• #6-1. Covering Stretch Marks with Tattoo


    There is a saying that beauty is only skin deep but we have to admit that looks are very important in life. We are bombarded with Figures of beautiful men and women by the media. Naturally, this leads to many people spending a lot of time and money on beautifying their body. Quite often people with obesity achieve a huge weight reduction in a short period of time. A sudden weight loss like this can cause stretch marks. Stretch marks are like visible evidence of fast weight loss and although they are not a medical concern, they can be a serious aesthetic problem.


    Stretch marks, or striaedistensae, is related to physiological, pathological or iatrogenic increase in glucocorticoid steroid. Skin expansion or growth can be a secondary cause. It can also develop in relation to puberty, pregnancy, drastic weight change, body building, Cushing’s syndrome, chronic wasting disease, and adrenaline cortical hormone treatment, etc.


    Figure1. Stretch marks before treatment.


    In the early phase, red or purplish linear indentations appear which gradually turn pale and less visible with time. The most frequently affected sitesinclude the thigh, hips, abdomen, inguinal area, and breast. Stretch marks are characterized by epidermal contraction, and dense collagenous fiber of the dermis parallel to the epidermis. Changes in elastin fiber differ throughout time. Upon histological examination, stretch marks can be described as separation of dermal tissues. The dermis is sturdier than the epidermis or subcutaneous fat which it comes between. Stretch marks develop when internal tension rises and causes the tough dermis to tear apart. Many attempts have been made in the field of medicine to treat stretch marks including laser, glycolic acid, and microdermabrasion, etc. Topical tretinoin has been found to have a teratogenicity in FDA’s animal research. Carboxytherapy is also used to treat stretch marks but without clear benefits. In short, there are no clearly effective treatments for striaedistensae. Tattooing the lesion to restore the skin’s original color can be a new remedy to this difficult skin condition.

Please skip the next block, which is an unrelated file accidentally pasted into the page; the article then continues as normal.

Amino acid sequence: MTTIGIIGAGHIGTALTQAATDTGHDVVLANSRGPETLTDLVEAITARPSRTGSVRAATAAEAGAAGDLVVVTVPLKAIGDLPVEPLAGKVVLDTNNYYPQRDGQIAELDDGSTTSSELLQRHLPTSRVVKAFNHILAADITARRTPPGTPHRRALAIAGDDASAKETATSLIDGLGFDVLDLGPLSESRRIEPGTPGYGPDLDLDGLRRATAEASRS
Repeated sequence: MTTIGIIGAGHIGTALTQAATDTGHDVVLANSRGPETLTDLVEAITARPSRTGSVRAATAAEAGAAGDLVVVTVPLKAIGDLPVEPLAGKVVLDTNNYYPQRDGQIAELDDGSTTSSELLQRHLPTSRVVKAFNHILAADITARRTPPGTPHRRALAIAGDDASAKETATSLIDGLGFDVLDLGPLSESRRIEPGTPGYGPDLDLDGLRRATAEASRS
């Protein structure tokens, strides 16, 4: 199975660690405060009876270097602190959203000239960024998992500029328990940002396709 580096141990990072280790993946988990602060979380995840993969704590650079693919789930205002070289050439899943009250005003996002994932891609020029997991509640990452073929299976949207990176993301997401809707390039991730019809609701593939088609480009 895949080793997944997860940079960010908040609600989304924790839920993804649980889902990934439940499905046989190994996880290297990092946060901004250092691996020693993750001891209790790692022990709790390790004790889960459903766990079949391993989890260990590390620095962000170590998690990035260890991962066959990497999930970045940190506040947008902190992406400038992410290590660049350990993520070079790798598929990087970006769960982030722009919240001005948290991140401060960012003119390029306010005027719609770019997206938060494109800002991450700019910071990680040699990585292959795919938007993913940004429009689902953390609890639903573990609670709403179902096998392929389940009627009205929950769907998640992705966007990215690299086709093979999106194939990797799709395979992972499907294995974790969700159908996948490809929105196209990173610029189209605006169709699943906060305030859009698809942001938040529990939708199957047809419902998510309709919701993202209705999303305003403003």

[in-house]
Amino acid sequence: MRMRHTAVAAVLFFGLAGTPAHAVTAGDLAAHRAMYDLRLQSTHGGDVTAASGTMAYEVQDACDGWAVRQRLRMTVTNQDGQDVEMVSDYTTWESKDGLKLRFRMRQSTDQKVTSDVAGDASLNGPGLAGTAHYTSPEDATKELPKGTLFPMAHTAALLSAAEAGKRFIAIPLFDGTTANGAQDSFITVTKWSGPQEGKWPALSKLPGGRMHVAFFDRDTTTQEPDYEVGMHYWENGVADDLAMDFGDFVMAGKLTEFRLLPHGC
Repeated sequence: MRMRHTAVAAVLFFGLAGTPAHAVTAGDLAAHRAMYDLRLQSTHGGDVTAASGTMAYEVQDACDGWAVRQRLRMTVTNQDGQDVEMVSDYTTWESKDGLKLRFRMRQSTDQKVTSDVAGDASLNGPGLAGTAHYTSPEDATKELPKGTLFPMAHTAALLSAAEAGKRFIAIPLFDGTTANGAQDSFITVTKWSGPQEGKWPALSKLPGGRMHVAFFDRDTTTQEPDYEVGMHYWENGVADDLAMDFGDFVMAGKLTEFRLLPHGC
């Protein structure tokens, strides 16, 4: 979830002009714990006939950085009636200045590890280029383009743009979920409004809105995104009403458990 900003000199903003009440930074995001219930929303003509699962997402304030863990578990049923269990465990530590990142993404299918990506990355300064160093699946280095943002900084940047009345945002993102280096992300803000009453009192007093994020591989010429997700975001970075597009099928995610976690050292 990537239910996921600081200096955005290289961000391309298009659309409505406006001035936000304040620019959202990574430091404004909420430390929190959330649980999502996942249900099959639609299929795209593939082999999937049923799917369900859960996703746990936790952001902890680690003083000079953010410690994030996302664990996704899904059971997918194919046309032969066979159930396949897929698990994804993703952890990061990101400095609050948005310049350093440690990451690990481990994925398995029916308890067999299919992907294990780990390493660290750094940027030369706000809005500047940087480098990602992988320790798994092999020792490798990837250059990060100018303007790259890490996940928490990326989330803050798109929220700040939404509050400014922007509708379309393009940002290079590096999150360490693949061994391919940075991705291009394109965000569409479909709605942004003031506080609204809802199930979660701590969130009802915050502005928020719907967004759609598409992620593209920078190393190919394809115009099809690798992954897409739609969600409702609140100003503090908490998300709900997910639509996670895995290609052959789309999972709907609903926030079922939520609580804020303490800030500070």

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    Stretch marks are categorized as a scar. Therefore, the tattoo procedures used in scar removal can be applied to stretch marks as well. However, vitiligo and hypopigmentation are caused by pigment abnormality but stretch marks involve dermal damage. Therefore special considerations should be given. For example, in hypopigmentation, the goal is to match the color of the lesion to the surrounding skin. On the other hand, hypopigmented scars, such as stretch marks, you should address histological abnormalities underneath the skin surface to achieve the best results. One of the most frequently asked questions during consultation is whether the tattoo ink will stay in the scar tissue. I answer that the scar tissue can hold larger amounts of tattoo pigments or very little depending on its type. This also depends on the maturity of the scar and the site of the scar. Also, an overly aggressive approach by a doctor who does not have clear understanding of the scar can lead to negative results. 

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